28 comments:

John Dekker said...

The further I go on, the more blasé I become towards cultural relevance. Of course, the Bible doesn't ask any of the questions at the top of the post, but the questions it does ask are all going to be eternally relevant and eternally irrelevant, depending on one's perspective. But it's not that Scripture asks us questions, so much as issuing us commands.

the church that is now emerging needs to re-evaluate its message in light of the culture that is emerging

Yes and no. In one sense we can acknowledge that no theological system gives us the whole picture. Reformed theology must be always reforming. For example, it's important to have multiple theories of the atonement - Jesus didn't die only as a substitute, but also as a conquering king. Yet in nuancing our atonement theology we're not re-evaluating it in light of the culture, but re-aligning it with Scripture.

No, the message is not affected by the culture at all. We preach the faith once and for all delivered to the saints. As Paul says in 1 Corinthians 15:3, we pass on that which we receive - without tampering, without making it more palatable, without making it more relevant.

Yes, people today need to hear of the freedom available in Christ. But people of every age needed to hear that as well.

Chris said...

It's funny, but I think I'd go farther than Driscoll and say that those questions - "where would you go if you died tomorrow" - were never as relevant as people thought they were. The questions asked by the early church were much the same as are asked today, but are also the same as have been asked throughout history - just in different ways. We have always yearned for freedom, but have expressed it differently. We have always yearned for community, for comfort, but at different times in history we have had varying degrees of those things and so express our questions and yearnings for those things we lack; Luther asked questions about legalism because the church was legalistic, but he didn't have to ask about community because small villages in Germany were excellent places of community life.

And John, I'm sorry, but culture is HUGE; scripture cannot be interpreted WITHOUT an understanding of culture. The Jesus we see in light of an understanding of Hebrew culture is vastly different than if we were to interpret him in light of a European Enlightenment tradition or perhaps a medieval Christology. Our assumptions about the nature of the text have to be revealed and understood if we are to read the text that was intended. Jesus the revolutionary, a man who talked with samaritan women and asked for a drink - both were forbidden, but we need to understand hebrew culture to understand that. Scripture is not a rulebook, it's a story - the story of history told from the perspective of different people. Yes, inspired by the holy spirit, but God doesn't make robots out of us, he asks for our creative input - four gospels, four perspectives on Jesus that we cannot discount. You can't read Luke the same way you read Mark, because they are intended for different audiences.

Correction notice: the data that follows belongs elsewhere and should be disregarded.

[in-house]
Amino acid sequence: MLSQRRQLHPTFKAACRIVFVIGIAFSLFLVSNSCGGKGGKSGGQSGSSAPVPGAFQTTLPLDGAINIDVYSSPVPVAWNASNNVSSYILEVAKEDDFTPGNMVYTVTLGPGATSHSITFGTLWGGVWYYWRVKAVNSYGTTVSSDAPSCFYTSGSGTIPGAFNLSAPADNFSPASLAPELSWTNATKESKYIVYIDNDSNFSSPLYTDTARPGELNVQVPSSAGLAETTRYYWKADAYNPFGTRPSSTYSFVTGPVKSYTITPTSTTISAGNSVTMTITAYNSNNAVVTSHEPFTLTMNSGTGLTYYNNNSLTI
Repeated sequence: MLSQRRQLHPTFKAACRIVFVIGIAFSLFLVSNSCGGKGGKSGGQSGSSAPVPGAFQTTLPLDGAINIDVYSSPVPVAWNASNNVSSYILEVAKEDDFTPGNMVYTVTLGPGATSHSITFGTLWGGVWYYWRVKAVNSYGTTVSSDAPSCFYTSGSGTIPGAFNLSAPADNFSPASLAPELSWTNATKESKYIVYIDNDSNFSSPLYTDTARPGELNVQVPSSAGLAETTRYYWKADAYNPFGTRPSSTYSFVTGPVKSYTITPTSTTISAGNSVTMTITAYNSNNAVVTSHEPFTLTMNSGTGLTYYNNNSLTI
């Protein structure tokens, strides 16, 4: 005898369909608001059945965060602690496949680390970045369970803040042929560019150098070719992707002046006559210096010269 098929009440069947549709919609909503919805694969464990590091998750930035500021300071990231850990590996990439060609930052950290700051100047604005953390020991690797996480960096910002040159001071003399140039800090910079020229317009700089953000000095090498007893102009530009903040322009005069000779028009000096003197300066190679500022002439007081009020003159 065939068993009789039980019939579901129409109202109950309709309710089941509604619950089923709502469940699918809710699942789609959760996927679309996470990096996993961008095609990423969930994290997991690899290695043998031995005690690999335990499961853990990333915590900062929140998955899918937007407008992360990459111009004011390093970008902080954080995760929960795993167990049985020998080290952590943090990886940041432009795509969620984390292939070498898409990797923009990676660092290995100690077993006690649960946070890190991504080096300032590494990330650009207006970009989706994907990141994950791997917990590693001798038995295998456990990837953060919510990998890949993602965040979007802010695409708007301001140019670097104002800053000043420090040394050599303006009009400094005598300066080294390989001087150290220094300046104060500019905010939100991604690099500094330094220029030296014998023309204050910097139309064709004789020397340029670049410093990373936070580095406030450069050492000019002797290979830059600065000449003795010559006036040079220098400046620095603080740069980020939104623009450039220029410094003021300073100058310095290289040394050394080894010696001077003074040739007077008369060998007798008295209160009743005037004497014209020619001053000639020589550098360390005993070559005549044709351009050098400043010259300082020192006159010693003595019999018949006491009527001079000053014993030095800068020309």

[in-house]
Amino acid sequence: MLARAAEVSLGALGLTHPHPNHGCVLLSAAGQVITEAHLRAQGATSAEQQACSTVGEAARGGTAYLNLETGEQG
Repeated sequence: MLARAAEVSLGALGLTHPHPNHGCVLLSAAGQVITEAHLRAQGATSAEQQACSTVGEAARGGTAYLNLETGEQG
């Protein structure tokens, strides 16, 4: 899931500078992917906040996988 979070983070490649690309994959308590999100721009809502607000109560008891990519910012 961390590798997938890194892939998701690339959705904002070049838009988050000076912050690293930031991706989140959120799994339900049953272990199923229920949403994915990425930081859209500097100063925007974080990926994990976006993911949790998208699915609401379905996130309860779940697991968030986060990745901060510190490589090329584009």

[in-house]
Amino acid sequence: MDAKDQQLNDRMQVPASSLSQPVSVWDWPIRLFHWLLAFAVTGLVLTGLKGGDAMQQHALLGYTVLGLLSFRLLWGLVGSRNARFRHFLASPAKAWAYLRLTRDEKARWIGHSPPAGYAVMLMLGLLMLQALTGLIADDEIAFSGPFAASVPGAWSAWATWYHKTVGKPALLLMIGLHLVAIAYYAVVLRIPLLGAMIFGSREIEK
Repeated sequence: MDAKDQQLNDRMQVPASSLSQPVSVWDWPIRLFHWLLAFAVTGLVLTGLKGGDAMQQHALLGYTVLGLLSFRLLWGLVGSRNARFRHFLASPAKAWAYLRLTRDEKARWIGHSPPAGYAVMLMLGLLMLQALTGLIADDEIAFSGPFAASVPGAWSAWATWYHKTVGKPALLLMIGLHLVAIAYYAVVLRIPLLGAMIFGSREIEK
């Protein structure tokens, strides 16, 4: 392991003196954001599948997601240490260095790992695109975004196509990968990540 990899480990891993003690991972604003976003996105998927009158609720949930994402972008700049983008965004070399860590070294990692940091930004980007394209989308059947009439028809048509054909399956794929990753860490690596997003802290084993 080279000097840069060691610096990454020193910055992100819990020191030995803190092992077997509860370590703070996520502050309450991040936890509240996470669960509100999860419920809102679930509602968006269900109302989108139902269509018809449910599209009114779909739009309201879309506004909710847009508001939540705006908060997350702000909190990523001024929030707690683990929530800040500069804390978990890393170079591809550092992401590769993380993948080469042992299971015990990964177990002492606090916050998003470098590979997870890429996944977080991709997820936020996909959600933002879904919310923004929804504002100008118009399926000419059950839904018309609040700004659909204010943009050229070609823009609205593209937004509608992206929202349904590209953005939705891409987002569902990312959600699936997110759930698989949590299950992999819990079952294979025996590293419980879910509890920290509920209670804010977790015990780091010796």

The message itself may not be affected by the culture but the culture HEARS the same words in vastly different ways than another culture. Go to Papua New Guinea and you'll find a vastly different understanding of "community" or "redemption" than you'll find in America or Australia. Look into "cargo cults" and why they are such a problem for missionaries who tried to present the gospel from the 'culturally neutral' perspective you talk about. You'll find that it's not neutral at all, that each of us brings our entire base of assumptions and our own histories into our reading of scripture, interpreting based on what we've learned as much as what we see, and in order to speak to different cultures - and by extension, to different people (for we are ALL unique in our language and history) - we must be willing to forego our assumptions and learn the culture of another person so we can effectively communicate what is truely important.

John Dekker said...

Chris, I didn't breathe a word about presenting the gospel from a culturally neutral perspective.

The Jesus we see in light of an understanding of Hebrew culture is vastly different than if we were to interpret him in light of a European Enlightenment tradition or perhaps a medieval Christology.

Yes, but how do we come to an understanding of Hebrew culture? We read the Bible. Whatever we find out from archaeology, etc. can illuminate our understanding, but it cannot determine exegesis. The infallible rule of interpretation of Scripture, is the Scripture itself.